I recently connected with Tammy Meyer, fellow military spouse, and asked for her thoughts on being a Navy family for the #unitedweserve series. Needless to say, I was thrilled when she said yes! Tammy, thank you very much for all of your time and insight!
LEOMILSpouse: Tell me a little history about the branch that you and your family serves? What are some unique challenges that you feel your branch experiences?
Tammy: First of all, thank you so much Ashley for letting me connect with your readers and “Hello” from a Navy Spouse! More specifically from the Navy Civil Engineer Corp (CEC), Seabee Spouse Community! Most spouses, at least most of my friends in the CEC community will tell you that the CEC is the best community in the Navy! I can say that, because I’m confident most every other community in the Navy would tell you the same thing about their community, from aviation to subs, to ships and everything in between. What’s unique about the Seabee community is that these Navy men and women, unless your part of an Underwater Construction Team, they don’t spend much time, if any, on the water. All of their work is on land. Seabee also stands for CB, or Construction Battalion. They build. They fight. They build bridges and airstrips, schools and hospitals. They build infrastructure and barracks for other branches to work out of when deployed. They drill for water and when necessary, they fight. They defend the perimeters of work sites and convoys to move materials to construction sites. They also provide much needed humanitarian efforts all over the globe. This brings me to the uniqueness of our community which means perpetual deployments.
During peace time or war time, the Seabees and their families are always cycling through continuous deployments. Battalions were commissioned in World War II and haven’t stopped deploying ever since. Seabees were deployed long before Dessert Storm, and Iraq, during Iraq and during Afghanistan Wars, and deployments will continue even as the wars draw down. Although our community might be unique for these reasons and many more, the entire Navy is unique because there are so many different communities that make up our great Navy, which speaks to many different experiences, not only for the service member, but also for their family.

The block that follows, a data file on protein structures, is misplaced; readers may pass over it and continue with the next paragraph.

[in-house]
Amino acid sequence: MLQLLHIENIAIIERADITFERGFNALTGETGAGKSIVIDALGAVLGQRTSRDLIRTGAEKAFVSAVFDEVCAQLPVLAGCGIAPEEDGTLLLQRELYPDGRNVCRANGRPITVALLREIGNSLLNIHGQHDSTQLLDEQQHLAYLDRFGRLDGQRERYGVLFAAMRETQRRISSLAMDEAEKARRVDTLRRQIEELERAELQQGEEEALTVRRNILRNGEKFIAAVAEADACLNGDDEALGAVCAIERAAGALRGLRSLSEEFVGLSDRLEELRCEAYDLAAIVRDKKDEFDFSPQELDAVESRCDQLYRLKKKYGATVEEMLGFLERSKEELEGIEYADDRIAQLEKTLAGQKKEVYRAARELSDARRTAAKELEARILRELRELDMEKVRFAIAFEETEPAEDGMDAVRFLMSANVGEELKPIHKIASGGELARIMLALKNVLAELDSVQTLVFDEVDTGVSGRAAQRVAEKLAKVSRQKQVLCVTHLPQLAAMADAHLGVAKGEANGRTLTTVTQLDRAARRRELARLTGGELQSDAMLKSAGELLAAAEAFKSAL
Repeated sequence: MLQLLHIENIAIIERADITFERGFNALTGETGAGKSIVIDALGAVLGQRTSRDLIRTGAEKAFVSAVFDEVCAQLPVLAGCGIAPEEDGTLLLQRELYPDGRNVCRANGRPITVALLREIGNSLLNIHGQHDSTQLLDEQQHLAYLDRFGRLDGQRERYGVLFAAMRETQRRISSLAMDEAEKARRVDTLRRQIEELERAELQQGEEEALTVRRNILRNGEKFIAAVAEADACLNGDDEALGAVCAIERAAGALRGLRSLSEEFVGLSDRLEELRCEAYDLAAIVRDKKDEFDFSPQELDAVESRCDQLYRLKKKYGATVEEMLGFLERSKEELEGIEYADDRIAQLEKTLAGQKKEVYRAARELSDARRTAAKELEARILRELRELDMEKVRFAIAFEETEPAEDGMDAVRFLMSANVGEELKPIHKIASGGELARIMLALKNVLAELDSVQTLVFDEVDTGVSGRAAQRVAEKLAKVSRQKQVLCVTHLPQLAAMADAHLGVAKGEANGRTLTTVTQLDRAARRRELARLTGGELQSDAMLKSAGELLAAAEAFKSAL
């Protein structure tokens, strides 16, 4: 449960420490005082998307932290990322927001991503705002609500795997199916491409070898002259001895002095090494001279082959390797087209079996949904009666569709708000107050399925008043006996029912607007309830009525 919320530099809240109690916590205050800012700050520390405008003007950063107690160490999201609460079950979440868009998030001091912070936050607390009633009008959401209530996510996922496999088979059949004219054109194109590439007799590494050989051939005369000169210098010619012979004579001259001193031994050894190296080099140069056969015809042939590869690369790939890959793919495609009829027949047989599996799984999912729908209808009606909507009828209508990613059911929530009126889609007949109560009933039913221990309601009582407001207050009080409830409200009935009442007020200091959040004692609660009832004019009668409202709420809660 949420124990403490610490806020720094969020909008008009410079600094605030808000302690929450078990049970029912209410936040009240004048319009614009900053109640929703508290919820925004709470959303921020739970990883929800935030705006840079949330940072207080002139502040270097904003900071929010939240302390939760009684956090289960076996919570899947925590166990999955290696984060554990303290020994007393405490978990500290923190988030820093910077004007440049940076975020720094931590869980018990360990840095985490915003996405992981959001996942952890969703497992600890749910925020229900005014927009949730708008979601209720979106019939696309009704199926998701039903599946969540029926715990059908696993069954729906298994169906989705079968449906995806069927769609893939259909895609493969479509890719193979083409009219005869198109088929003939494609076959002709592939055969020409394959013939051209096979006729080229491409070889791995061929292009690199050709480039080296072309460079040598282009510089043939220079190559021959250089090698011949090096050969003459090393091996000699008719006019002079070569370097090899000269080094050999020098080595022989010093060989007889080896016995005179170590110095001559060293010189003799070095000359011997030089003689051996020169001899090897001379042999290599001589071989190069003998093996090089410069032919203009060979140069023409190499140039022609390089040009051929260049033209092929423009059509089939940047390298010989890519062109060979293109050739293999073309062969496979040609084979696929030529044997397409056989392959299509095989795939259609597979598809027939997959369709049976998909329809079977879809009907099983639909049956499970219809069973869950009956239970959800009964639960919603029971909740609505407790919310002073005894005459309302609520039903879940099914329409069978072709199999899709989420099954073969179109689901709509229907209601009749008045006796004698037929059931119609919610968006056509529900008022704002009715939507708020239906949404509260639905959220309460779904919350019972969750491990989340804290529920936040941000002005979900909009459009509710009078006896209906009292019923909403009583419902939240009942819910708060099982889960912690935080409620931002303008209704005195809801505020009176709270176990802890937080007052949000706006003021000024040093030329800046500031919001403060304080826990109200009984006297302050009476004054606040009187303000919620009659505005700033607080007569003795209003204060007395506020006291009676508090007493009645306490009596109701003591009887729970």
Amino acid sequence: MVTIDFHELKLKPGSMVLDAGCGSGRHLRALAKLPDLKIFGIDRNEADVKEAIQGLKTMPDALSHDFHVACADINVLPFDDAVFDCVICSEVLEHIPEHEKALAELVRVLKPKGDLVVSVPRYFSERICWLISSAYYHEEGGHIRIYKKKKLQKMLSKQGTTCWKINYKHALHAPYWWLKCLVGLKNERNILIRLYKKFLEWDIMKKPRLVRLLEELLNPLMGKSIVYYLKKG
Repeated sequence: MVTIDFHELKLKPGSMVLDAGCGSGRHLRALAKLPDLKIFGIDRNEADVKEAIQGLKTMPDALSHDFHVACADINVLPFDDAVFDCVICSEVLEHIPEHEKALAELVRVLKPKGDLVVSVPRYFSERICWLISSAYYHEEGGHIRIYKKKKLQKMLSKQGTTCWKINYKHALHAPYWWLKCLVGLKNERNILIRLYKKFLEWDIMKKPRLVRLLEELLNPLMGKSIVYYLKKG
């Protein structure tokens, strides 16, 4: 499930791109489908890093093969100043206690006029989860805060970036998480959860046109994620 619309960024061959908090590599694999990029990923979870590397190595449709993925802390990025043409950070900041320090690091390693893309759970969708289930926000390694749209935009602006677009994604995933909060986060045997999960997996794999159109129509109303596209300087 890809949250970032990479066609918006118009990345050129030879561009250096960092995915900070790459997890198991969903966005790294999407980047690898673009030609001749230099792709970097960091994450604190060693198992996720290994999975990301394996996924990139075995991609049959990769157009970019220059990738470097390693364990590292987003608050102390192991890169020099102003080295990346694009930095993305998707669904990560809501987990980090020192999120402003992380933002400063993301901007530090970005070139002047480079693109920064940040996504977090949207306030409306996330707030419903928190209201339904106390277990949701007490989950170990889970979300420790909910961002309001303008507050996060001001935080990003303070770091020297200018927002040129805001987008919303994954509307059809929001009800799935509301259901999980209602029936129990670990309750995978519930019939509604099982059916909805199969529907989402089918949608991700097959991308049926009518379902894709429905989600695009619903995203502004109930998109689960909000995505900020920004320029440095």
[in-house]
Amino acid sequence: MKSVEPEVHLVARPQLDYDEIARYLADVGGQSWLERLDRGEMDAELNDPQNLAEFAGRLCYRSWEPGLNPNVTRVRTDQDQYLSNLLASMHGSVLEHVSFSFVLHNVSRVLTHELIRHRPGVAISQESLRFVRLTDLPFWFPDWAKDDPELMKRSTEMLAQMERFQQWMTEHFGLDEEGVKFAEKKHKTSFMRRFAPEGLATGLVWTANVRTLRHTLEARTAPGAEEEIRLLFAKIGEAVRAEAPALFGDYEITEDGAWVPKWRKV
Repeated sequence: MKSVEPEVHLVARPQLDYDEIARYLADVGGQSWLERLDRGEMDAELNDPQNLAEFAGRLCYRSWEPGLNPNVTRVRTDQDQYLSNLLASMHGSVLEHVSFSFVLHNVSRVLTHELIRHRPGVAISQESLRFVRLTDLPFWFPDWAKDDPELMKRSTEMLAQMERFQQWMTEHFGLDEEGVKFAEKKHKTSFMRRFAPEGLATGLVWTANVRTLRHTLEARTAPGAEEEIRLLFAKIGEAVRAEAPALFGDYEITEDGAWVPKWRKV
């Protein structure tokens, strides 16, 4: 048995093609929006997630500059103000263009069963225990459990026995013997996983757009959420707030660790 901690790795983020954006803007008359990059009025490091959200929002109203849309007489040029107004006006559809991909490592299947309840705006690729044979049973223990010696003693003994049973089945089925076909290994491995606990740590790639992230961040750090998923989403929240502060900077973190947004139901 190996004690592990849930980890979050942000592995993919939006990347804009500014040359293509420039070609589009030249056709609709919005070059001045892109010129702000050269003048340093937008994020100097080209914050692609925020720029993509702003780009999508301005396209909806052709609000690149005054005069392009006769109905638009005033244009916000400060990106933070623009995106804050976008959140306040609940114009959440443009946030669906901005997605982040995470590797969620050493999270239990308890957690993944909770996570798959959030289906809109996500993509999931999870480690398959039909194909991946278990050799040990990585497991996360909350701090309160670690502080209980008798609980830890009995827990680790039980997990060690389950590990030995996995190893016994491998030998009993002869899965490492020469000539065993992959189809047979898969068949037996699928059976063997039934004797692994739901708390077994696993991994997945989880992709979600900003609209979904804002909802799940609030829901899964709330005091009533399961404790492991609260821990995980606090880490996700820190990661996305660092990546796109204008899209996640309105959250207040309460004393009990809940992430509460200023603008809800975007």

LEOMILSpouse: How did you and your spouse come to be a military family (personal family story)?
Tammy: I married my spouse after he had already been active duty for 12 years. We’ve been married for almost 8 years, together for almost 10. Do the math, and we’ve celebrated the 20 year milestone (and counting). In our time together, we’ve experienced 4 moves (1 international), 2 deployments, and one major hurricane by the name of Katrina. Although my spouse is not currently in a job where he is deployed, I’m experiencing my first ‘geobachelorette’ tour. We did move together, however he will hopefully be home a total of 4 weeks over the next 8 months. Yes. You read that right. He’s not deployed, but he’s gone more than he would be for most deployments. This experience certainly helps me appreciate our other branches and communities even more where they have frequent bouts of separation for undetermined amounts of time. My compassion grows.